Columns

Krishnamurthy ’19: Republic of dreams

By
Staff Columnist
Tuesday, March 15, 2016

When U.S. Rep. Elijah Cummings, D-MD, who represents the predominantly black localities of Baltimore County, spoke in MacMillan Hall Tuesday, he was unsparing in his excoriation of the new American condition. In a talk that was largely extemporaneous and unprepared — “My speeches come from my heart, … so I don’t know what I’m gonna say,” he proudly admitted at the outset — Cummings discussed a dimension of politics generally neglected by opportunistic politicians and ratings-hungry media outlets: The unabated pain, sustained suffering and unrealized aspirations endured by far too many Americans.

In a particularly poignant story, Cummings explained that during his Congressional swearing-in ceremony, he observed tears in the eyes of his father, a man subjected to twentieth-century America’s excruciating prejudice. Cummings, laughing, asked his father why he was crying. His father, moved that his son was joining the same legislative body that had relegated blacks to second-class citizenship for centuries, replied, “I saw what I could’ve been.”

Encapsulated neatly in Cummings’ father’s heartbreaking response is the central trouble plaguing our country today: the torturous evaporation of hope. “There are too many people who, when they’re 60 years old, will be wondering what they could’ve been,” Cummings warned. According to Gallup, only 52 percent of Americans believe in the economic opportunity afforded by the American dream, down nearly 30 percentage points from three decades ago. If dreams truly are the “touchstones of our character,” as Henry David Thoreau once wrote, then the essence of America is in a state of egregious — but not irreversible — disrepair. Americans, almost by definition, wield an uncanny capacity to imagine a brighter, better future and pursue its realization endlessly. In effect, the moment we stop dreaming, we are no longer American.

The defining project of the twenty-first century must, therefore, be the revival of American optimism. Effective politics shouldn’t be limited to the straightforward business of creating policy, canvassing door-to-door or winning the next election. Instead, American politics must take on the loftier objective of keeping imaginations aflame: cultivating hope in a country that is growing hopeless, resuscitating the people’s ability to dream in a time of grave nightmares and restoring faith in a nation that has, since its inception, embodied the universal and fundamentally human mission of creating a safer, more prosperous and more inclusive society.

Mainstream politicians ought to internalize Cummings’ advice immediately. Indeed, it is the very negligence of hope that has permitted political outsiders to accumulate so much grassroots support this election cycle. Take, for example, the unprecedented popularity of Donald Trump. Hopelessness and manic desperation are the principal sources of motivation for his energetic supporters. Ideologically, Trump voters are not atypically extreme or radical. They fit solidly within the moderate Republican establishment. But his support base is white, middle-aged and lacks much education beyond high school or some college. And it is this specific demographic, probably more than any other group, that has acutely felt the economic disempowerment engendered by automation and globalization.

America’s manufacturing industry, seismically transformed by robots and foreign imports, once employed 25 percent of the country’s workforce, providing even uneducated Americans with access to well-paid work. Today, the industry constitutes only 9 percent of American jobs. With skyrocketing higher education costs and fewer low-skilled job opportunities, the people who adore Trump have no alternative means of material or spiritual self-advancement. To them, the American dream is legitimately dead. To them, the declinist motto, “Make America great again!” makes perfect sense. To them, blaming racial minorities is an easy — and maybe the only — coping mechanism in a world that has coldly and callously left them by the wayside.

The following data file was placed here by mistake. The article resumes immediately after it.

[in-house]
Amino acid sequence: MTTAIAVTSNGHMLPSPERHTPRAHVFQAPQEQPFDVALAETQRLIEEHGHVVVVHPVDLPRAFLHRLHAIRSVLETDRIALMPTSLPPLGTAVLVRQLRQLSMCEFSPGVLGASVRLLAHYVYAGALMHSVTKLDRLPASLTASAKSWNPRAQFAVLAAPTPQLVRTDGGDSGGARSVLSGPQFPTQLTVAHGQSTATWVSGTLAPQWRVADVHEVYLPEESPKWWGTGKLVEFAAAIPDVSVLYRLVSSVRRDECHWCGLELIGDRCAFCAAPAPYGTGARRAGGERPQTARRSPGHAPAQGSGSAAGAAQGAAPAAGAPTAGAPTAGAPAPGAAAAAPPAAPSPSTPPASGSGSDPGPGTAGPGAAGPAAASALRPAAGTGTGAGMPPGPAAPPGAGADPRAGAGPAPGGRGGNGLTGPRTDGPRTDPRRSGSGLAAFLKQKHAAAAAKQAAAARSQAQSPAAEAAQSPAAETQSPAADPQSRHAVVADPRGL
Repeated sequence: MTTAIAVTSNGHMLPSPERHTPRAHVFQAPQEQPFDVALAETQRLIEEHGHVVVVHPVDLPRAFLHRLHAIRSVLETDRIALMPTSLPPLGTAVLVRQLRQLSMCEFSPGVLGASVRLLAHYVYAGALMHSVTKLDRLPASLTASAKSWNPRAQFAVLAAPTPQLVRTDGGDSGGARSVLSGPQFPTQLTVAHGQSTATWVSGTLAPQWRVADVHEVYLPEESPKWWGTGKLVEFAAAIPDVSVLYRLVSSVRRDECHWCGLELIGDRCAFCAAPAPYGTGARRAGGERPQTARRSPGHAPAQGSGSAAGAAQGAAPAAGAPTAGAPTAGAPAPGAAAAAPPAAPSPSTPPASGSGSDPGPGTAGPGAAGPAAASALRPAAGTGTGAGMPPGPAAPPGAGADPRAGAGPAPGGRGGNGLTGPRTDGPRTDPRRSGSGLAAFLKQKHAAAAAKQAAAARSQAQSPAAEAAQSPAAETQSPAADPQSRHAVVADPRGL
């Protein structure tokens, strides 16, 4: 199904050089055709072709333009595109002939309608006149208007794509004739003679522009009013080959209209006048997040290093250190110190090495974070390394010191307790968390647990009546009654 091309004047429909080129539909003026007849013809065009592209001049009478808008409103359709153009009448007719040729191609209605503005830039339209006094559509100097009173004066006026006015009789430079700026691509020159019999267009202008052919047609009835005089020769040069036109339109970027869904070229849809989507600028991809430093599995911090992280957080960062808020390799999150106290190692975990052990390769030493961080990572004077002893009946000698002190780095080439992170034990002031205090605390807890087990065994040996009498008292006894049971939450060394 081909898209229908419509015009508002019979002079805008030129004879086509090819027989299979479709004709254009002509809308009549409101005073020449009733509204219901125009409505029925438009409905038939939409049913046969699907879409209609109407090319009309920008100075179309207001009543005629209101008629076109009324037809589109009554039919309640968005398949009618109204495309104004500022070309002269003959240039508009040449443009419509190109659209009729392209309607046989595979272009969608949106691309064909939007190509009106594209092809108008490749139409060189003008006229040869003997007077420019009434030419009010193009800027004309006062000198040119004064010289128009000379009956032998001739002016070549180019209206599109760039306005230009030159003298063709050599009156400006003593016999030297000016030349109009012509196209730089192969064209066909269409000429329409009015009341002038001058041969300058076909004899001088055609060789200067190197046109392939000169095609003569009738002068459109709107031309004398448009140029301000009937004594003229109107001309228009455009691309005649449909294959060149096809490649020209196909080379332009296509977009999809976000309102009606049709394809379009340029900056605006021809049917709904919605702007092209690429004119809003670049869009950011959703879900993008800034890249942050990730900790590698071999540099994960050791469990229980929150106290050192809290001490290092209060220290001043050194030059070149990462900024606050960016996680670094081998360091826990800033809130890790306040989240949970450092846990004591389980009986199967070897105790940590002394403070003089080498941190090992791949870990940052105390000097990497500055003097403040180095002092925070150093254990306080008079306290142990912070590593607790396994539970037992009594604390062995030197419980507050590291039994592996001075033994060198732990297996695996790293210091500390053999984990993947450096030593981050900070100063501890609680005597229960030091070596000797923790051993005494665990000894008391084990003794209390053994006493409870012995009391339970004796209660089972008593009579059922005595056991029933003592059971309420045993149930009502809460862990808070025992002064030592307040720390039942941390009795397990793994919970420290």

This isn’t to say that Trump’s racist rhetoric or the deplorable actions of his supporters at rallies is excusable. It’s not, and level-headed citizens have a responsibility to reject the kind of close-minded discourse that, as Cummings put it, “turns (Americans) against each other.” But the prejudice and xenophobia ignited by Trump’s candidacy are merely manifestations of a more significant reality: The absence of hope directly enables the proliferation of hate. To classify Trump voters as monolithically bigoted or stupid, or “white trash,” is to ignore their genuine plight and overlook the prevalent hopelessness behind Trump’s meteoric ascendance. Even worse, urban liberals’ knee-jerk denunciation of Trump’s supporters, irrespective of their behavior, exhibits the same kind of ignorance and lack of compassion they so vehemently decry in Republicans. Trump, as a human being, might be worthy of our unwavering revulsion. But as a candidate admired by millions, he does deserve some serious and forthright examination.

Like Cummings’ father, who refused to let his son be defined by his struggles, we cannot let some of the perceived deficiencies of this year’s competitors mar the whole election. This presidential race isn’t — and shouldn’t become — an anti-Trump crusade. Instead, it needs to be an election of hope, one in which both the voting public and the candidates recognize that hope against all odds is a fundamentally American tradition and that its deliberate preservation is essential in ensuring that America remains what it has always been: not a republic of fear but a republic of dreams.

Anuj Krishnamurthy ’19 can be reached at anuj_krishnamurthy@brown.edu. Please send responses to this opinion to letters@browndailyherald.com and other op-eds to opinions@browndailyherald.com.